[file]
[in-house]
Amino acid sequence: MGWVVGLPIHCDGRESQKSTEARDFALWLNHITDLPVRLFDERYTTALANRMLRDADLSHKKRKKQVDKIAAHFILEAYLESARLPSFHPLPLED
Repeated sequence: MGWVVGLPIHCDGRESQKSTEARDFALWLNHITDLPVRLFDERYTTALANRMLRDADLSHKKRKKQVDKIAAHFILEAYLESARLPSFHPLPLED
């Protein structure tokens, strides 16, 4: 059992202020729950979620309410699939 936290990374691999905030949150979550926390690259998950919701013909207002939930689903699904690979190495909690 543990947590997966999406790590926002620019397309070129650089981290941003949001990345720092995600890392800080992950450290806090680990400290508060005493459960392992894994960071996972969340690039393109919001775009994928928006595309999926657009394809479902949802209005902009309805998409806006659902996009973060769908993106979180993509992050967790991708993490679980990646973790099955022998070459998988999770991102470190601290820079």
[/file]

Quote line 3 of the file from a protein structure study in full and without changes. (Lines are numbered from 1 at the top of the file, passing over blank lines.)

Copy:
Repeated sequence: MGWVVGLPIHCDGRESQKSTEARDFALWLNHITDLPVRLFDERYTTALANRMLRDADLSHKKRKKQVDKIAAHFILEAYLESARLPSFHPLPLED